Calculator repair fun
ard at p850ug1.demon.co.uk
Mon Jun 8 13:04:50 CDT 2009
> This is a perfect example of why I never throw anything away...
I think that applies to most people on this list, or at least most
hardware types here. I certainly have things that other (sane?) people
would have thrown away years ago. And one day they come in very useful...
> a couple of months ago I found a nice Craig (Bowmar) 8-digit
> calculator at an antique mall for $3. No charger, so of course it
> didn't work.
> =46inally got around to disassembling it - the six AA nicads had leaked
> grossly but fortunately did little damage to the board above it.
> Powered it up from a bench supply and promptly discovered that one
> segment of one digit wouldn't light... not much good in a calculator
> since 8 and 9 looked the same :(
> But - I looked in my "LED drawer" and there was a little PCB with
Ah, yopu actaully sort your bits. I just have a houseful, and hope I can
rememebr where I've put things....
> eight MAN-3A displays mounted on it. I remember buying that out of my
> pocket money at Radio Shack (couldn't have been Poly Paks because it
> works) when I was about 12. And that was thirty-five years ago...
> It was the same overall size as the one-piece (bare LEDs with bonding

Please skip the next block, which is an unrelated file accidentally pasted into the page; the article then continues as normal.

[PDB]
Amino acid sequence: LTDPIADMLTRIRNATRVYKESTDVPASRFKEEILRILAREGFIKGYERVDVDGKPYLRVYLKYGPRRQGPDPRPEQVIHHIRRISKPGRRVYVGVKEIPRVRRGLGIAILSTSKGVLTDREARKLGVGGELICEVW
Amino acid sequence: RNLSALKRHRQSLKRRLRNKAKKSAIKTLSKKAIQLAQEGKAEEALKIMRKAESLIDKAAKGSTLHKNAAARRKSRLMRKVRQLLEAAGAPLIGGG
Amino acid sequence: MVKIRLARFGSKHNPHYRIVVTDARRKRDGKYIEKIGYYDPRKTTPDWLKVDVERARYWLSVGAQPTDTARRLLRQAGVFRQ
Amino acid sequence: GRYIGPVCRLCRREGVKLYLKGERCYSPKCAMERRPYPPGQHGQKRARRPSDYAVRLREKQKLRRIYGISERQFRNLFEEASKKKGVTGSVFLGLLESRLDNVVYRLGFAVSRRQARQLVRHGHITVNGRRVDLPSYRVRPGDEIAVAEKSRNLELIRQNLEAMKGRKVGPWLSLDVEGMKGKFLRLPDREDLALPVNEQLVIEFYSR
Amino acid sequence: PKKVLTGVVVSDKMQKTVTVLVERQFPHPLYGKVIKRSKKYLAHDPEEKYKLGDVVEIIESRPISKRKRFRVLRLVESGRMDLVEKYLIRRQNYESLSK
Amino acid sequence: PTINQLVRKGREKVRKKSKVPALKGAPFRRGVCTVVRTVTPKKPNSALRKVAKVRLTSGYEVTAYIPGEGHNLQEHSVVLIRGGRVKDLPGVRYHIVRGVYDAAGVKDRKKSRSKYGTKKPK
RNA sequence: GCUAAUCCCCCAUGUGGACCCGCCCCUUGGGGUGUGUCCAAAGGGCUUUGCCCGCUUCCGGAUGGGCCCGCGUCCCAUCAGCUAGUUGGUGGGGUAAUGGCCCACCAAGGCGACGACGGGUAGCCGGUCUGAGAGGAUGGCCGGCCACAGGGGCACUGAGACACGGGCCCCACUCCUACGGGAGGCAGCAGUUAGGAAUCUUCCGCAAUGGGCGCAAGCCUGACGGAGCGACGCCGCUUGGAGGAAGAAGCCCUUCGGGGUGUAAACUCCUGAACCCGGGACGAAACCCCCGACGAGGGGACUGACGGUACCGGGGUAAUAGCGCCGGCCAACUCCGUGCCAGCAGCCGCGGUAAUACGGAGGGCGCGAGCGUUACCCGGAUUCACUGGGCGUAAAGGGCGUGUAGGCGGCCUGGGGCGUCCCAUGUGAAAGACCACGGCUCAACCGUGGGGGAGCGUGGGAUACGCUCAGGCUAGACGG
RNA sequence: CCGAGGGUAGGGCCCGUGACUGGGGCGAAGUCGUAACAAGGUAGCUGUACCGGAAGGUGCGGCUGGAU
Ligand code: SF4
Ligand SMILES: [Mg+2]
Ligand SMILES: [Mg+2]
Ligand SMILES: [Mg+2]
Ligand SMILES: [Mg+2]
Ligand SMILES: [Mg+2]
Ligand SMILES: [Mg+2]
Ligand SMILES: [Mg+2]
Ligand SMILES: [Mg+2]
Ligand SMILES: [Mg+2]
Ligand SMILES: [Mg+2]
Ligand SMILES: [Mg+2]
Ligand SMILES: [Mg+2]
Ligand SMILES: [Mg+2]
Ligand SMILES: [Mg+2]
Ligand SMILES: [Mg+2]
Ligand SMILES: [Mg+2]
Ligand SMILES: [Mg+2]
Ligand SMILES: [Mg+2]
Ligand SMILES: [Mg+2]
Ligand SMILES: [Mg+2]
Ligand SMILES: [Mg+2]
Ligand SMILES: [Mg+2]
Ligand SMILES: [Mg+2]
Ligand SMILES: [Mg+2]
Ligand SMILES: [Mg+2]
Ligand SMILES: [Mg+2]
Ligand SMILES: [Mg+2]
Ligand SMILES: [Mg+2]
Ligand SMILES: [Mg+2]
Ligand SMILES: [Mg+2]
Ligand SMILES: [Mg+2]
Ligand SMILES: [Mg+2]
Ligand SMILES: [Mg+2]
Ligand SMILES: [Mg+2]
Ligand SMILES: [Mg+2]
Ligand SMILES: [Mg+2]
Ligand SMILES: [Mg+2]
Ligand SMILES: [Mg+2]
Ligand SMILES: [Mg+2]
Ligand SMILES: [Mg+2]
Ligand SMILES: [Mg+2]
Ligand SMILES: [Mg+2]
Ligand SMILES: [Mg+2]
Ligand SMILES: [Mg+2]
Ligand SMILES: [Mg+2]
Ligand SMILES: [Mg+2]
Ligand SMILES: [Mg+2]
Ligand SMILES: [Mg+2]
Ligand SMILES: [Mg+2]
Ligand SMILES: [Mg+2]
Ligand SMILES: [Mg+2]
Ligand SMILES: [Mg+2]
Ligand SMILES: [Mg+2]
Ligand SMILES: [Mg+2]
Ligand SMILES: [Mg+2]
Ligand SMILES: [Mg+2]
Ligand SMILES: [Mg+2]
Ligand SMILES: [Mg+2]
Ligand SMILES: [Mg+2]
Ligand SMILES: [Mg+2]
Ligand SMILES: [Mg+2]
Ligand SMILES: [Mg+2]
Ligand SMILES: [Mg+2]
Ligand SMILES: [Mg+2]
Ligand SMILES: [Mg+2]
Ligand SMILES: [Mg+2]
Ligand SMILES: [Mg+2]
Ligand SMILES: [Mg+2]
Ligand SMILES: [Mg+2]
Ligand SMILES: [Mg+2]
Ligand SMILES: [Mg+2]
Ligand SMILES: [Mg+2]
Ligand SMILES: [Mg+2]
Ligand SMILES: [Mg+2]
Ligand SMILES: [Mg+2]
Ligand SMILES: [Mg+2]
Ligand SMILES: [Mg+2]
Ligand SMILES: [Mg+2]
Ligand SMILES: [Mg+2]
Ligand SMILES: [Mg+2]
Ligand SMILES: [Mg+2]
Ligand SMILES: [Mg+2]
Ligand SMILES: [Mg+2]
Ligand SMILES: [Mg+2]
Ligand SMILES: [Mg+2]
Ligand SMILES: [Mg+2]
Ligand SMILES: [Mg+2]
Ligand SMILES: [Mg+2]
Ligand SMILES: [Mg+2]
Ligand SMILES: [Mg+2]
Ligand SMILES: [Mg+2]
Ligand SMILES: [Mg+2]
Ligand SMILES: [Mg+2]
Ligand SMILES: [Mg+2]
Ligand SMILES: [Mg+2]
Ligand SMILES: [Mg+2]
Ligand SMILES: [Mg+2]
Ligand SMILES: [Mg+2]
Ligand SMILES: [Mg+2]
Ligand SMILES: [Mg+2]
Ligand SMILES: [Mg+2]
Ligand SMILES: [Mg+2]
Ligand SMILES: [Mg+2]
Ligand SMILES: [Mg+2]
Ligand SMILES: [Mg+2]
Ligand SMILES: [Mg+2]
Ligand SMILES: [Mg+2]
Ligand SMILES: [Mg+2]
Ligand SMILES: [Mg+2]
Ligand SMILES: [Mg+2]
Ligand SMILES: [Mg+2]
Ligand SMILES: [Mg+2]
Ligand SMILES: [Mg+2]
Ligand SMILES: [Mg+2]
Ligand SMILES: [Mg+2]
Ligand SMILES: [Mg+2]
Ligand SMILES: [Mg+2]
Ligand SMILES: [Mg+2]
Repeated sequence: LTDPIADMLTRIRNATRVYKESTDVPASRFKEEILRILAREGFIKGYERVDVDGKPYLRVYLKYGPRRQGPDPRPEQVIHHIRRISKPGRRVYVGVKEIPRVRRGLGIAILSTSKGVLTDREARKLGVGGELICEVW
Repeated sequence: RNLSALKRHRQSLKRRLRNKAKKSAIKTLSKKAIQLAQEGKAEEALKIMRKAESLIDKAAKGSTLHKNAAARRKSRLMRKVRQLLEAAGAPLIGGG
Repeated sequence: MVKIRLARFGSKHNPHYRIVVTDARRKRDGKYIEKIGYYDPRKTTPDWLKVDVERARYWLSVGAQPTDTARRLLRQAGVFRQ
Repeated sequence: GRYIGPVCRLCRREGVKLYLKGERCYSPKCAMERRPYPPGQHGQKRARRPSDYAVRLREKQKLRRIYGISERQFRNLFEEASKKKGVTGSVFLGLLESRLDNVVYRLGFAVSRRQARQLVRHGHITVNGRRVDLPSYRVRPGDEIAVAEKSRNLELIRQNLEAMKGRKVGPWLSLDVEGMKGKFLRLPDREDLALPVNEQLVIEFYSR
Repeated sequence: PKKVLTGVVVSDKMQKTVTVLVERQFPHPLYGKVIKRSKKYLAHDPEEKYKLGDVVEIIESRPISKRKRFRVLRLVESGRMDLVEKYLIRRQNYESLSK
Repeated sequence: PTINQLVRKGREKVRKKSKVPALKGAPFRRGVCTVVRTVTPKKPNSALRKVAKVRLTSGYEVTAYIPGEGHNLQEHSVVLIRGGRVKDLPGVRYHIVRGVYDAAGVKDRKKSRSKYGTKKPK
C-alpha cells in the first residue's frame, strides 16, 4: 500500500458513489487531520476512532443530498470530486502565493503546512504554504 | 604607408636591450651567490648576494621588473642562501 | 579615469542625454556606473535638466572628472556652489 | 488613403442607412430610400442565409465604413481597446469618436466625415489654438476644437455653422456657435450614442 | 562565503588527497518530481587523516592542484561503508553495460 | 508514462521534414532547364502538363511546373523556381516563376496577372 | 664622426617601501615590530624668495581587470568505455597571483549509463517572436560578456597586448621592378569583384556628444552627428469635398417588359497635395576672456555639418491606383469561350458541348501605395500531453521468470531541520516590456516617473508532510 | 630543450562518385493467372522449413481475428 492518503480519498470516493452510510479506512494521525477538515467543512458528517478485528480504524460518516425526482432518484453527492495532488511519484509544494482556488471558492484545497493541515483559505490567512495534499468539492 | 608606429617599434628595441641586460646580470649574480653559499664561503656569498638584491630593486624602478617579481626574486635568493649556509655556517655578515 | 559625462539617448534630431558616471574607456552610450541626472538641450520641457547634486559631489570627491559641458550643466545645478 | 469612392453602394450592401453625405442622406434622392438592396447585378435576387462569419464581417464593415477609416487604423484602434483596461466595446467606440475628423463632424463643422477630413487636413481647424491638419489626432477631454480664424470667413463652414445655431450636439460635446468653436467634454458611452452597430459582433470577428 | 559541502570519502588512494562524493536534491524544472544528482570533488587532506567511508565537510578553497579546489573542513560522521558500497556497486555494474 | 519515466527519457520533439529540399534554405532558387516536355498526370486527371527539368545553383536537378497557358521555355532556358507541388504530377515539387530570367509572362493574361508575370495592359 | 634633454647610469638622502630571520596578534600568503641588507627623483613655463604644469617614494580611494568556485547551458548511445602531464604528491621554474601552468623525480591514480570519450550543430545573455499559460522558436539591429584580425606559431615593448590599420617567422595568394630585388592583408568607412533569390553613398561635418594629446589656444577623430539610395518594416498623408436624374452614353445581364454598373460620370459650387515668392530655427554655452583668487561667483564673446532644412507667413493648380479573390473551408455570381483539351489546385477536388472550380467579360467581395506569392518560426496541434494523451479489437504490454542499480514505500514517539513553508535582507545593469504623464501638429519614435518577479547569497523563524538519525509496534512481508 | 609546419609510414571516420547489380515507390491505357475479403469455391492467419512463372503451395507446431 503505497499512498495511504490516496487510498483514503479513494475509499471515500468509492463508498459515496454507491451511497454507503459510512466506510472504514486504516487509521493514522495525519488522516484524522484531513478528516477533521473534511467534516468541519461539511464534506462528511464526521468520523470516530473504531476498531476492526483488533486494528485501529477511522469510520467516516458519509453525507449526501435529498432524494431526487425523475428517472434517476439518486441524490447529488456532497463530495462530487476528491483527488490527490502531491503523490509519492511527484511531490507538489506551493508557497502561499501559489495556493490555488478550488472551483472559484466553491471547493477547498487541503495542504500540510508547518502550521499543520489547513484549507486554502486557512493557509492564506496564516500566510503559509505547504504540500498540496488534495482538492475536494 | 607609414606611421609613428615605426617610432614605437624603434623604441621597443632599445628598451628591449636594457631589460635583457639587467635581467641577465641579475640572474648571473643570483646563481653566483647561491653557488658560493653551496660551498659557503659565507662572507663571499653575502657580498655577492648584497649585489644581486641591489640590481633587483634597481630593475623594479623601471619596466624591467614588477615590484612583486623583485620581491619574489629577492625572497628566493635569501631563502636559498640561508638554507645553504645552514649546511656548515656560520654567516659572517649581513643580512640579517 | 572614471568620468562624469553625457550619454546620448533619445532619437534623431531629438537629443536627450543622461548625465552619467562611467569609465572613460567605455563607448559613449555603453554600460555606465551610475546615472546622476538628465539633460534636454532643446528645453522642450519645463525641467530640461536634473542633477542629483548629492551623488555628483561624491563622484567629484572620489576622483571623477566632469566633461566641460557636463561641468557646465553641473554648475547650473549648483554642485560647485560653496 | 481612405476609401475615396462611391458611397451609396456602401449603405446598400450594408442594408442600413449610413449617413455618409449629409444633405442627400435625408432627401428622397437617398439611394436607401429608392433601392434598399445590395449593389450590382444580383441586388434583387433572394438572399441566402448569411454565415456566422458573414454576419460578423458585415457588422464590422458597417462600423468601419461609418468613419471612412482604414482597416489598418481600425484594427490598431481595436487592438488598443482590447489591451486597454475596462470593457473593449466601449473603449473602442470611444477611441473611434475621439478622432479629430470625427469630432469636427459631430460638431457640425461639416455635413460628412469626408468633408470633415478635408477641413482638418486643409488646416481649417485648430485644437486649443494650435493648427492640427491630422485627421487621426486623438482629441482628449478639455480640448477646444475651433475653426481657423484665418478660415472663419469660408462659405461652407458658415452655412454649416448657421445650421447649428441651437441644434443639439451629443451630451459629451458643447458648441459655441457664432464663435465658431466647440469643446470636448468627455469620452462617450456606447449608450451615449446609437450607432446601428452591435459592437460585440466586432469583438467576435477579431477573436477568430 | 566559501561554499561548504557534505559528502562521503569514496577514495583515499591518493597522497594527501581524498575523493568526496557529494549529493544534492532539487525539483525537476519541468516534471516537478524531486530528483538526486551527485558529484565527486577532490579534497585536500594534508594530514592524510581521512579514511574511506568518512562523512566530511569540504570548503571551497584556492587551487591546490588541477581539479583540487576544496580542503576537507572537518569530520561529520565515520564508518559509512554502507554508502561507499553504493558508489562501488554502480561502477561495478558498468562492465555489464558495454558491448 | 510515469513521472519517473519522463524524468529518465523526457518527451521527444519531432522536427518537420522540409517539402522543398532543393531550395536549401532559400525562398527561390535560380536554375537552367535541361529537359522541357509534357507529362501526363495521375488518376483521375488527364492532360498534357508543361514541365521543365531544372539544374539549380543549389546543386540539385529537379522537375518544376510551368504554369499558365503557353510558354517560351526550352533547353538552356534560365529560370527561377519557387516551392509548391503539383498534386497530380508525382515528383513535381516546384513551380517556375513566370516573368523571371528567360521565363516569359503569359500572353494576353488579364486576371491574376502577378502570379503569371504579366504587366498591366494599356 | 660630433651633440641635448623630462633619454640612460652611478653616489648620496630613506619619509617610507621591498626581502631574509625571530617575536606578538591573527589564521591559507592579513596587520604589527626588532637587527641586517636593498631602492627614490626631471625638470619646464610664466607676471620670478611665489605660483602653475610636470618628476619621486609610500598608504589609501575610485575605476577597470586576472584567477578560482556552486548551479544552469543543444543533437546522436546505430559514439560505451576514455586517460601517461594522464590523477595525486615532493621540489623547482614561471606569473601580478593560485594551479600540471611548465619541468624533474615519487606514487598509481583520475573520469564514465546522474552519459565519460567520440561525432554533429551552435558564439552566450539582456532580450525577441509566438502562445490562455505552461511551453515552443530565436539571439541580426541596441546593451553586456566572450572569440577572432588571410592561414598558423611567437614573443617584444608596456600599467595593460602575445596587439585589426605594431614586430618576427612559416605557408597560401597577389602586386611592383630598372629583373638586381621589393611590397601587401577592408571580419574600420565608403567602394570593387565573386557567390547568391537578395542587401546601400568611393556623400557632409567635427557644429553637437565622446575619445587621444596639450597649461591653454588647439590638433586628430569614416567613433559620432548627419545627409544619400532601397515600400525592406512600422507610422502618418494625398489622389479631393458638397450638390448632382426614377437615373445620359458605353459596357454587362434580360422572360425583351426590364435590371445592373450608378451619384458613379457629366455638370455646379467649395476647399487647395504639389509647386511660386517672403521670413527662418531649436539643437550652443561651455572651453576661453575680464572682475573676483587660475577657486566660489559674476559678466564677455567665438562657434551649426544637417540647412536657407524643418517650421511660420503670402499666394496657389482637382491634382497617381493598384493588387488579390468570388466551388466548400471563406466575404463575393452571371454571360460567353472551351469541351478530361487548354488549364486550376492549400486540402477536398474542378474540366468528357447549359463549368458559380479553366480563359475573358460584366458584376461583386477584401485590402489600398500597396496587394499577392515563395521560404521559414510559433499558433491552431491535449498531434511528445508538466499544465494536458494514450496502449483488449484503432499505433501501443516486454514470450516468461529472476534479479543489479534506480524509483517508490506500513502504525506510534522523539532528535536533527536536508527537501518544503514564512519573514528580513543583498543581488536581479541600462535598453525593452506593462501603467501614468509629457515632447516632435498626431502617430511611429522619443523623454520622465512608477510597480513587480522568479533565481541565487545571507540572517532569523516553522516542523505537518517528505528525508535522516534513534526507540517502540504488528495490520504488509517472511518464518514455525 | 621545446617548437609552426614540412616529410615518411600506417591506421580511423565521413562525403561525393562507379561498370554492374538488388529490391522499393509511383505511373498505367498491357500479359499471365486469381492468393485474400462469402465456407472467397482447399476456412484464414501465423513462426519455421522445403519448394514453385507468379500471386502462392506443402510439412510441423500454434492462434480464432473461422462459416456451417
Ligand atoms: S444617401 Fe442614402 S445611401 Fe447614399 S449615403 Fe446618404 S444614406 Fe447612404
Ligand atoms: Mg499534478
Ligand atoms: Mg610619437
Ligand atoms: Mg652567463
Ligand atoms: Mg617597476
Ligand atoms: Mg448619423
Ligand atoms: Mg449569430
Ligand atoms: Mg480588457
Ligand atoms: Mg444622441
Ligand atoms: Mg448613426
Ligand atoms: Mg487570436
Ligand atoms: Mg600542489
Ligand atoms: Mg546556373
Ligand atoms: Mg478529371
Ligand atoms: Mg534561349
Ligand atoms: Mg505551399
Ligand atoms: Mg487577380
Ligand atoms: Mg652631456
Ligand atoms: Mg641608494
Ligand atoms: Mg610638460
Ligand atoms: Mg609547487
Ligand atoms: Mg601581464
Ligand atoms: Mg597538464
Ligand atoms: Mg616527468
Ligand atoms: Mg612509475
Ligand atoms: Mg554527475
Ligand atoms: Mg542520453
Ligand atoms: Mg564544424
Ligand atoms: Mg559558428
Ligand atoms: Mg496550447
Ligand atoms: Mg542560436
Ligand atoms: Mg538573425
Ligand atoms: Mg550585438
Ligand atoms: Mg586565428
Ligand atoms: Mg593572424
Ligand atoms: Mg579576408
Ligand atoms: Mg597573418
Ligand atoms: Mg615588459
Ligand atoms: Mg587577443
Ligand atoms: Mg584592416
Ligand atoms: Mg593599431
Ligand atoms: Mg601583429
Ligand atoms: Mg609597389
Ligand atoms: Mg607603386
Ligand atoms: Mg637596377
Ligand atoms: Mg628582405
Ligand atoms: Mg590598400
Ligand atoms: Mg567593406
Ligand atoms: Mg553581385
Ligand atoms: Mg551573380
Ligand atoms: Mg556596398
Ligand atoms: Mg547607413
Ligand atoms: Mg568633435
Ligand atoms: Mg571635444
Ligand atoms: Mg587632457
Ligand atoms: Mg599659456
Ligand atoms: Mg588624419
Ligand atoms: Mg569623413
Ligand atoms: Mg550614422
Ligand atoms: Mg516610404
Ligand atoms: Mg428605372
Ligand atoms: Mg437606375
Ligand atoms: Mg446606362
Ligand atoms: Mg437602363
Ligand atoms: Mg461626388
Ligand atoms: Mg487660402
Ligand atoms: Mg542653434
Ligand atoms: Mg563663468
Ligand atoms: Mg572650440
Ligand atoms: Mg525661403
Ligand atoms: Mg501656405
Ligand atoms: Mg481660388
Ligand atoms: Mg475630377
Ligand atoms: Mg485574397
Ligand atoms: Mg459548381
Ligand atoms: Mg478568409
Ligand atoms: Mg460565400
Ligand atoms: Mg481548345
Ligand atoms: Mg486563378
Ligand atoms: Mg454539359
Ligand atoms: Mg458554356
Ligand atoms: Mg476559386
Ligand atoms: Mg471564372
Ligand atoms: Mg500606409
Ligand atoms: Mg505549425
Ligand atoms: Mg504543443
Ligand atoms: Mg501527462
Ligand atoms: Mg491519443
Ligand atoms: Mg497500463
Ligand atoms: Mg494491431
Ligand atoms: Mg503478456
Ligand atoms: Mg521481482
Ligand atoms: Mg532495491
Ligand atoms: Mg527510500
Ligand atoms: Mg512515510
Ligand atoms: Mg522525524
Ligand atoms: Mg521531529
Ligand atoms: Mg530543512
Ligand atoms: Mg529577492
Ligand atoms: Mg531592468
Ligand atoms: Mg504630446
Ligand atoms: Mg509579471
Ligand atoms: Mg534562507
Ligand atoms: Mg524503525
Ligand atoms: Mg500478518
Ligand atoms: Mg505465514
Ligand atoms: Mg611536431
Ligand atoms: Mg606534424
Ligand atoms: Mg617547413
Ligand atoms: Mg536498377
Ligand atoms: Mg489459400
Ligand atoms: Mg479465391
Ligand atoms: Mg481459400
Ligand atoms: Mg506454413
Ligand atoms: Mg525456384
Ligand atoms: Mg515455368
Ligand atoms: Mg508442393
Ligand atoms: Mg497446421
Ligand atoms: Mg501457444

> wires beneath a glued-on red lens) display PCB that was in there. And
> a battery and resistor showed that it had the same common-cathode
> matrix, and even the same number of connections! I unsoldered the old
> display and double-checked that the one digit's segment was indeed bad
> - put in the new display, powered back up and it worked 100% :)
I rememebr once repairing a friend's Novus calculator using a display
taken from a dead Commoodore machine. Like you, it looked the same, had
the same number of pins. and a bit of testing with PSU and resistor
showed the connections were the same (as far as I could test, the working
segments in the defective display were wired between the same pins on the
> So that's why I never throw anything away. Who'd have thought that an
> LED display stick I bought over 30 years ago would find a home in an
> early 70's calculator... in 2009. Of course now I have yet another
> vintage four-function calculator I don't need, but it still feels good
> to fix something that would otherwise have ended up in the trash.
One of my favourite HPs is a 'worthless' HP45. It's worthless because
it's in very poor condition (legends rubbed off, the display digits
aren't all the same size, etc). And the reason I like it is becasue I
built it from junk. A collection of bits from anotehr HPCC memeber. The
displays (3 off 5 digit modules) came off a couple of boards (which is
why they're not all the same size), the logic board has a A&R (Arithmetic
and Registers) chip taken from another board, and a transistor from my
junk box, etc. Works fine...
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